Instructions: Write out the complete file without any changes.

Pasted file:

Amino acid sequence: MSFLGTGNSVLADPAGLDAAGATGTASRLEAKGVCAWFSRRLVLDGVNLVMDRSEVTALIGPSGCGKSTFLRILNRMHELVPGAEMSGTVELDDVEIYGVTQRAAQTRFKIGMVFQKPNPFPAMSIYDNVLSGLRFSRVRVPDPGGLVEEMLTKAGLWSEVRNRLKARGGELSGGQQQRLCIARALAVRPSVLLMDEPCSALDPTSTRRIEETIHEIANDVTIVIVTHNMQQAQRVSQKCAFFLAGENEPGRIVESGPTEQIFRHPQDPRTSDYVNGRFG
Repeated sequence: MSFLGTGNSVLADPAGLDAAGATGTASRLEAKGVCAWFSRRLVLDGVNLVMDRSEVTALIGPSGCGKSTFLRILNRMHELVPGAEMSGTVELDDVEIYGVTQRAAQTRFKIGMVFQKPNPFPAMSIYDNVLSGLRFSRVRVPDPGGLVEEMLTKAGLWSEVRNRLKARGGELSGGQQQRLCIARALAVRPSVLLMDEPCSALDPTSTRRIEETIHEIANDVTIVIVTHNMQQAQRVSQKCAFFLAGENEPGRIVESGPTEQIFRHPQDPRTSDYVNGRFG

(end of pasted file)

Amino acid sequence: MSFLGTGNSVLADPAGLDAAGATGTASRLEAKGVCAWFSRRLVLDGVNLVMDRSEVTALIGPSGCGKSTFLRILNRMHELVPGAEMSGTVELDDVEIYGVTQRAAQTRFKIGMVFQKPNPFPAMSIYDNVLSGLRFSRVRVPDPGGLVEEMLTKAGLWSEVRNRLKARGGELSGGQQQRLCIARALAVRPSVLLMDEPCSALDPTSTRRIEETIHEIANDVTIVIVTHNMQQAQRVSQKCAFFLAGENEPGRIVESGPTEQIFRHPQDPRTSDYVNGRFG
Repeated sequence: MSFLGTGNSVLADPAGLDAAGATGTASRLEAKGVCAWFSRRLVLDGVNLVMDRSEVTALIGPSGCGKSTFLRILNRMHELVPGAEMSGTVELDDVEIYGVTQRAAQTRFKIGMVFQKPNPFPAMSIYDNVLSGLRFSRVRVPDPGGLVEEMLTKAGLWSEVRNRLKARGGELSGGQQQRLCIARALAVRPSVLLMDEPCSALDPTSTRRIEETIHEIANDVTIVIVTHNMQQAQRVSQKCAFFLAGENEPGRIVESGPTEQIFRHPQDPRTSDYVNGRFG